My Friendly Local Gaming Store -- “local” in the sense it’s the closest with a 45-minute drive from my home -- hosts a New Year’s Eve lock-in gaming event every year. Although I’m always tempted to try going to enjoy non-stop gaming until the dawn hours in a vain attempt to recapture some of the lost wonder of my youth, I realize I’m just a bit too old and weary for this sort of exertion. It reminds me, however, of perhaps one of my fondest gaming memories from my youth, an all-night New Year’s Eve game-fest at a friend’s house many years ago….
My memories are colored by my nostalgia for my seemingly idyllic youth, but it must have been the late 1980s, as I’d just discovered the Star Wars Roleplaying Game from West End Games and was still in college, with most of my gaming friends in their latter high school years in my hometown in Connecticut. The evening was simply a gathering of gaming friends at someone’s house…you know, the kid who’s mom’s the perfect hostess, where everyone’s always hanging out, whether for roleplaying games, video games, movies, or Lazer Tag.
Only a handful of our gaming friends gathered that New Year’s Eve: myself, our host, and perhaps three or four others. We availed ourselves of the bounteous junk food and soda that seemed to flow up endlessly from vast storerooms in the basement (which my friend’s hospitable parents kept well-stocked) and settled down in the early evening for a long night of gaming. My memory’s fuzzy, but the night might have started off with our host running a Call of Cthulhu scenario, something in the modern era involving a space shuttle crash, so probably The Killer out of Space from Cthulhu Now. I don’t remember the outcome, but the gamemaster was notorious for dealing ruthlessly with players who didn’t understand the subtleties of the horror-driven narrative in Call of Cthulhu, especially since many of us came from the hack-and-slash tradition of Dungeons & Dragons.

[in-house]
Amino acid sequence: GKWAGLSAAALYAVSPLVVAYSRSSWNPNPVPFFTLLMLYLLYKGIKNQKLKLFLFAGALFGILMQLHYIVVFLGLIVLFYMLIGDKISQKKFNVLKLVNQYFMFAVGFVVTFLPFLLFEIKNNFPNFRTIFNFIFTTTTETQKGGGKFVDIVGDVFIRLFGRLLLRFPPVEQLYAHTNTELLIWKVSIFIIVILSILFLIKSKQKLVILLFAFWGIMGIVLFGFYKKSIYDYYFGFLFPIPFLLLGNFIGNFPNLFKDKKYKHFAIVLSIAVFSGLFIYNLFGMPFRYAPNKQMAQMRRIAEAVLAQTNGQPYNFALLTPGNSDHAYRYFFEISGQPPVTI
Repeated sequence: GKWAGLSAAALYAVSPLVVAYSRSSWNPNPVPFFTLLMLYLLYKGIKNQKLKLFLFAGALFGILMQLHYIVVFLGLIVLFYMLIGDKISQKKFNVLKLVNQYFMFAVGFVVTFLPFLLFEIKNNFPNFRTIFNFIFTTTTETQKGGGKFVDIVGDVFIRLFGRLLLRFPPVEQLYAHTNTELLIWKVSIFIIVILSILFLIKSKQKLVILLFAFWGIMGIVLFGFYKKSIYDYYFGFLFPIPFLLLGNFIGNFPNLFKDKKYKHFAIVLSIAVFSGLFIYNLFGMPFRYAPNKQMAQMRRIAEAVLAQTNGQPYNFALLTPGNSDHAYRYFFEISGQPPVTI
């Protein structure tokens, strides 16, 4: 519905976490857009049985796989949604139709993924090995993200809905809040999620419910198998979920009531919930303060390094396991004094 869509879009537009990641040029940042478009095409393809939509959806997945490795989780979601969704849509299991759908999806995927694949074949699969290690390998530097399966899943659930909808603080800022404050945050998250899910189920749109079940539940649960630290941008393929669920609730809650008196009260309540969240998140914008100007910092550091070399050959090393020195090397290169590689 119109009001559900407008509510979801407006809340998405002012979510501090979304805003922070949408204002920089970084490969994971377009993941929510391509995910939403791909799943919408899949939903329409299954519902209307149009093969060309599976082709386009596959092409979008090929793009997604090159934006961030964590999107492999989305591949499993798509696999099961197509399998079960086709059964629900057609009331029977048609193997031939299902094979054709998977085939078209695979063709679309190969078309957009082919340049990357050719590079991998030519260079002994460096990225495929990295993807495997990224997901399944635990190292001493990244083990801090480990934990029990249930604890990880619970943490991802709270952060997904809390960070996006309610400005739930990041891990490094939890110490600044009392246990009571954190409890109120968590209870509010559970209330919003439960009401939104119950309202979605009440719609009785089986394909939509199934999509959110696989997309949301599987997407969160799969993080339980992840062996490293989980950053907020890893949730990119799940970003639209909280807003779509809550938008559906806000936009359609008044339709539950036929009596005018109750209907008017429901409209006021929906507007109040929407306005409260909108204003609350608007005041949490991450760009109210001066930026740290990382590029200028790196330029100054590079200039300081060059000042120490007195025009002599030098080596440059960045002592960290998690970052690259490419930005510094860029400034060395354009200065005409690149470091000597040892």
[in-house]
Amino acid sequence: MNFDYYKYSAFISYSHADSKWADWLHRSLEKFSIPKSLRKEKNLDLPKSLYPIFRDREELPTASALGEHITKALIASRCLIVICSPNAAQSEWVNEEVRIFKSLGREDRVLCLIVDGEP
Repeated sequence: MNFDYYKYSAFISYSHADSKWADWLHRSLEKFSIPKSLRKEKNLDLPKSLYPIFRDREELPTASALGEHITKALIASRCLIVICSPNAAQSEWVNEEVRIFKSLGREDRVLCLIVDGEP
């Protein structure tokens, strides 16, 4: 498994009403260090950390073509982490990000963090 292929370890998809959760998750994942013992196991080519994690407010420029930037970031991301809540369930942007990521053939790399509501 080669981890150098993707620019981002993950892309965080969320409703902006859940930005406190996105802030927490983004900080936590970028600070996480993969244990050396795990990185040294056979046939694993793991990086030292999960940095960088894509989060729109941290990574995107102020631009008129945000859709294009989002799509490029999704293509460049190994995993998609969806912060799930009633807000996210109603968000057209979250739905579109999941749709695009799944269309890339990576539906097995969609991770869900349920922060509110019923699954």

We took a break from gaming, watched television as the ball dropped at New York’s Times Square at midnight, and enjoyed fantastic buffet spread prepared by the host’s mom, who made an amazing lasagna along with a host of other culinary marvels to satisfy young gamer geek appetites.
After midnight we made an abortive attempt at starting the infamous first adventure released for the Star Wars Roleplaying Game, Tatooine Manhunt, though it might have been after some character generation (which, in that groundbreaking game, was easy enough with templates emulating the various stereotyped characters in the films). Unfortunately most of us were so tired gameplay devolved into chaotic fits of giggling at various points, so we gave up. Everyone retired to the den to lounge on the comfy sofas and watch or doze as a few of us played the classic video game 1942 on the host’s game system and large television. We stayed up until the sun rose trying to beat a particular level boss only to repeatedly fail; upon waking our host took the controller, beat the boss handily, and went back to sleep.
When I look back on it the evening wasn’t that great for gaming -- we only played one full scenario and made a poor showing on the second -- but the confluence of games, friends, and good food formed a lasting memory of my early gaming years.
After that, when many of us were all off at college and could game only during winter holidays and summertime, we tried with varying degrees of success to gather for similar game-fests with hordes more of our friends and several rooms of different roleplaying games running simultaneously; although those proved entertaining in their own right, they never had the pleasant, casual feeling of that New Year’s Eve game night.